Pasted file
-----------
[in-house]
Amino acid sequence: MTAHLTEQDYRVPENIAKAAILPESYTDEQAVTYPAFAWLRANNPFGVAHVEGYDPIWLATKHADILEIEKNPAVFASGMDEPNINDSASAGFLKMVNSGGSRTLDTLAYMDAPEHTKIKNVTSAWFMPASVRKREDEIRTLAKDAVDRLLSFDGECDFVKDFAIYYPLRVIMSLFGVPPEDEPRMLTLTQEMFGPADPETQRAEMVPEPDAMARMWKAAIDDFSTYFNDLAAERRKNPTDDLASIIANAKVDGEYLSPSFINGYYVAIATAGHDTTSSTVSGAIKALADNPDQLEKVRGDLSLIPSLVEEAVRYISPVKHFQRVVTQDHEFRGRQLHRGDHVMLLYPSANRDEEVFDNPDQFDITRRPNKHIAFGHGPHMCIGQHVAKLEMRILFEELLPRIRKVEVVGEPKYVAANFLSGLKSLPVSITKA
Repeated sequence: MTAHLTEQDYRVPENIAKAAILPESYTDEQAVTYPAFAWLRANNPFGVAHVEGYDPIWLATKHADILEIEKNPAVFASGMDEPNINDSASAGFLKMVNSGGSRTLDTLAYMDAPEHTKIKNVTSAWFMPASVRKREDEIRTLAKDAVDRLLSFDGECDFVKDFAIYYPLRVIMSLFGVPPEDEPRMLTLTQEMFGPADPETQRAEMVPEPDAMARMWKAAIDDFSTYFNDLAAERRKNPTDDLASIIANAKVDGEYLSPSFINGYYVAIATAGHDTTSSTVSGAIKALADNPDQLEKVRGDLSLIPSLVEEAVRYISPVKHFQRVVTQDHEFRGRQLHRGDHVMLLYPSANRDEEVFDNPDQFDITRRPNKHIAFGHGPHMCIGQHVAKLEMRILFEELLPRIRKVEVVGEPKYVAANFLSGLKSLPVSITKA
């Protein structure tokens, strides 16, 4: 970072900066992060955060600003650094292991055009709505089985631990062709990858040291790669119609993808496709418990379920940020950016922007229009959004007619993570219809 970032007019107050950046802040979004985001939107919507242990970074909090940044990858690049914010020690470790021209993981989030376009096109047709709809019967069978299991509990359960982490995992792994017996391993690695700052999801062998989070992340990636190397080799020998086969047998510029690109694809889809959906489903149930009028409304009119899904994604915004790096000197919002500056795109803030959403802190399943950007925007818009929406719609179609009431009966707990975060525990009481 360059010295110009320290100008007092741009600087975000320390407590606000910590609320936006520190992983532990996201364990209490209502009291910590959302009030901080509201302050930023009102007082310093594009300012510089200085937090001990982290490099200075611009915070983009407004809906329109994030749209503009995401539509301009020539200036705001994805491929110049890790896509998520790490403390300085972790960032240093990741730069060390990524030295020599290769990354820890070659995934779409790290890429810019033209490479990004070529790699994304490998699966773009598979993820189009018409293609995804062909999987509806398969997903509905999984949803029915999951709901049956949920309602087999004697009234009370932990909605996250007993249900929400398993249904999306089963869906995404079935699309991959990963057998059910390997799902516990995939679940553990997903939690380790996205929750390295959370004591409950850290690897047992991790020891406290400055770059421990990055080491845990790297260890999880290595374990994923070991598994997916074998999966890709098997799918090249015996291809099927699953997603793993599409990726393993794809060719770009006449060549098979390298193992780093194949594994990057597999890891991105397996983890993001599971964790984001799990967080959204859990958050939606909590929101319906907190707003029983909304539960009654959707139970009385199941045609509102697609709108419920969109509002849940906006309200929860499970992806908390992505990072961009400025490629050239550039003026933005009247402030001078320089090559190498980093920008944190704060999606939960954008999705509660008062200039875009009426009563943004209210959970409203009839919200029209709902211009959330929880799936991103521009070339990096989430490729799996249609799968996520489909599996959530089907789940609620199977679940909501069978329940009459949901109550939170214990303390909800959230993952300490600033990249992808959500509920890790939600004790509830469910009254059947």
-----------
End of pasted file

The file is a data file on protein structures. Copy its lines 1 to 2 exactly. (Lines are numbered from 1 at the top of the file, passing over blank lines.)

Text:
[in-house]
Amino acid sequence: MTAHLTEQDYRVPENIAKAAILPESYTDEQAVTYPAFAWLRANNPFGVAHVEGYDPIWLATKHADILEIEKNPAVFASGMDEPNINDSASAGFLKMVNSGGSRTLDTLAYMDAPEHTKIKNVTSAWFMPASVRKREDEIRTLAKDAVDRLLSFDGECDFVKDFAIYYPLRVIMSLFGVPPEDEPRMLTLTQEMFGPADPETQRAEMVPEPDAMARMWKAAIDDFSTYFNDLAAERRKNPTDDLASIIANAKVDGEYLSPSFINGYYVAIATAGHDTTSSTVSGAIKALADNPDQLEKVRGDLSLIPSLVEEAVRYISPVKHFQRVVTQDHEFRGRQLHRGDHVMLLYPSANRDEEVFDNPDQFDITRRPNKHIAFGHGPHMCIGQHVAKLEMRILFEELLPRIRKVEVVGEPKYVAANFLSGLKSLPVSITKA